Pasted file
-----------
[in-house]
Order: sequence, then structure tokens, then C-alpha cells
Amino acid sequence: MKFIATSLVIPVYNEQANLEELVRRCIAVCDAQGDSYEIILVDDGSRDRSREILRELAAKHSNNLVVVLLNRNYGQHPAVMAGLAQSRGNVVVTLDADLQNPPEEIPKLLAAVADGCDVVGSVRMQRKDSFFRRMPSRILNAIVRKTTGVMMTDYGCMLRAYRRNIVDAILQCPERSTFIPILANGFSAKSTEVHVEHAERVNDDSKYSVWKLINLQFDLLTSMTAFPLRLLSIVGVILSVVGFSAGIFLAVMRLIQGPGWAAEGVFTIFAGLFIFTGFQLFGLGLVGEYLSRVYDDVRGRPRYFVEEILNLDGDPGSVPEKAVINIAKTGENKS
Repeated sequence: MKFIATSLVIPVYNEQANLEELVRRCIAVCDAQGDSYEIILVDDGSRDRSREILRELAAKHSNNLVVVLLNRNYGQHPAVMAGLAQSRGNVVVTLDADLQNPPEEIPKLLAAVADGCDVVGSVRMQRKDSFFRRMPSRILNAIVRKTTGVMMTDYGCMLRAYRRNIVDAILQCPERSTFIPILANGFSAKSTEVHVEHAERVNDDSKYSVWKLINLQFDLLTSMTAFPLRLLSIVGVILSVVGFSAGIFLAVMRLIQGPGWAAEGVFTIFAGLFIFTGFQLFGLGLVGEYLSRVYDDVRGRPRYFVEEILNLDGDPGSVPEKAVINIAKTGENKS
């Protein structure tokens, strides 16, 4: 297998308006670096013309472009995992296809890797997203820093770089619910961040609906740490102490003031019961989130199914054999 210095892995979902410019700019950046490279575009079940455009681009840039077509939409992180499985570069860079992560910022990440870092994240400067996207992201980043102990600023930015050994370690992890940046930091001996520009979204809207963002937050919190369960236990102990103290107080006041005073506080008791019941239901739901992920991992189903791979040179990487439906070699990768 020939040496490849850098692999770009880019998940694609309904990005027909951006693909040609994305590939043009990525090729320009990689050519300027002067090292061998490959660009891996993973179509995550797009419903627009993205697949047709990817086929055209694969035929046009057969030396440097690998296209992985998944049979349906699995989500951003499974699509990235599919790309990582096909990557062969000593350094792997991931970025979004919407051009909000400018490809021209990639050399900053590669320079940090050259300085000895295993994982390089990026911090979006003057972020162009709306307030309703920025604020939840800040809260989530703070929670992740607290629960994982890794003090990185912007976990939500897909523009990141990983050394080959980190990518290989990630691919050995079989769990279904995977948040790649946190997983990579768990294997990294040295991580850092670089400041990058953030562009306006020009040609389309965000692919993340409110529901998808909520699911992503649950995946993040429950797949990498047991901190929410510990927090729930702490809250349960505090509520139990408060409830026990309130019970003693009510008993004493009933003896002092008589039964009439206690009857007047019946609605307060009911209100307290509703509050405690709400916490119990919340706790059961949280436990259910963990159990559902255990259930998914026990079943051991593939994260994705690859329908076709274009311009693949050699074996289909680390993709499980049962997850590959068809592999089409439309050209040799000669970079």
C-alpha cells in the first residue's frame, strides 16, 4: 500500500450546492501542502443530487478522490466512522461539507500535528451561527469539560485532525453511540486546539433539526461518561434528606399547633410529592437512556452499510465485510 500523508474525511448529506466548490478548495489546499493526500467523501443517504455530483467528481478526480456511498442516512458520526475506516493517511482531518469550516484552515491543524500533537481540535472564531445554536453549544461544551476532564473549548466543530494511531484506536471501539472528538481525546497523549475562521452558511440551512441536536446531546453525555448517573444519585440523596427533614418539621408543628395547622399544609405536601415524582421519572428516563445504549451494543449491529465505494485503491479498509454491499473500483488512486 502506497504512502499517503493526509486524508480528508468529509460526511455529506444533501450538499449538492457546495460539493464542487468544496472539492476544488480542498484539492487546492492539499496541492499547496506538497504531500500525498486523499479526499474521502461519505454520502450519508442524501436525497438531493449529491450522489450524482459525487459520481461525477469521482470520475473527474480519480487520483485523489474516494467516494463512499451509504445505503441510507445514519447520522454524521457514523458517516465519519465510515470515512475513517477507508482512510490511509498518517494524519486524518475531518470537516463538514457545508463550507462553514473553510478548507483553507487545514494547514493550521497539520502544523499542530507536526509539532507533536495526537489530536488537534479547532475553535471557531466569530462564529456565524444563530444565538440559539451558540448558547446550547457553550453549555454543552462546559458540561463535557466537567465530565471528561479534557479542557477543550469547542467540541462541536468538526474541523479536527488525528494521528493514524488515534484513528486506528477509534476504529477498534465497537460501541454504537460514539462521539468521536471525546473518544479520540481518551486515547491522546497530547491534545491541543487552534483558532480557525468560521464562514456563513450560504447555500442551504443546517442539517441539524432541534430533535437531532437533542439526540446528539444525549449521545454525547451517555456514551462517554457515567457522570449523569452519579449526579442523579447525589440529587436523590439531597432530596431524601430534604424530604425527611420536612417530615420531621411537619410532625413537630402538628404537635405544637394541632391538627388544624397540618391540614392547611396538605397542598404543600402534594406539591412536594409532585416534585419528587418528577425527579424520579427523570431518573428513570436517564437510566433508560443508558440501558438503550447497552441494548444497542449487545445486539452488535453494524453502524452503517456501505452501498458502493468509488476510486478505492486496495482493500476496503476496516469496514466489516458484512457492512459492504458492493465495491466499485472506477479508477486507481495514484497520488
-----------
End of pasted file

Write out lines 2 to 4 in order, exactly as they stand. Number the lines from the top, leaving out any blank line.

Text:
Order: sequence, then structure tokens, then C-alpha cells
Amino acid sequence: MKFIATSLVIPVYNEQANLEELVRRCIAVCDAQGDSYEIILVDDGSRDRSREILRELAAKHSNNLVVVLLNRNYGQHPAVMAGLAQSRGNVVVTLDADLQNPPEEIPKLLAAVADGCDVVGSVRMQRKDSFFRRMPSRILNAIVRKTTGVMMTDYGCMLRAYRRNIVDAILQCPERSTFIPILANGFSAKSTEVHVEHAERVNDDSKYSVWKLINLQFDLLTSMTAFPLRLLSIVGVILSVVGFSAGIFLAVMRLIQGPGWAAEGVFTIFAGLFIFTGFQLFGLGLVGEYLSRVYDDVRGRPRYFVEEILNLDGDPGSVPEKAVINIAKTGENKS
Repeated sequence: MKFIATSLVIPVYNEQANLEELVRRCIAVCDAQGDSYEIILVDDGSRDRSREILRELAAKHSNNLVVVLLNRNYGQHPAVMAGLAQSRGNVVVTLDADLQNPPEEIPKLLAAVADGCDVVGSVRMQRKDSFFRRMPSRILNAIVRKTTGVMMTDYGCMLRAYRRNIVDAILQCPERSTFIPILANGFSAKSTEVHVEHAERVNDDSKYSVWKLINLQFDLLTSMTAFPLRLLSIVGVILSVVGFSAGIFLAVMRLIQGPGWAAEGVFTIFAGLFIFTGFQLFGLGLVGEYLSRVYDDVRGRPRYFVEEILNLDGDPGSVPEKAVINIAKTGENKS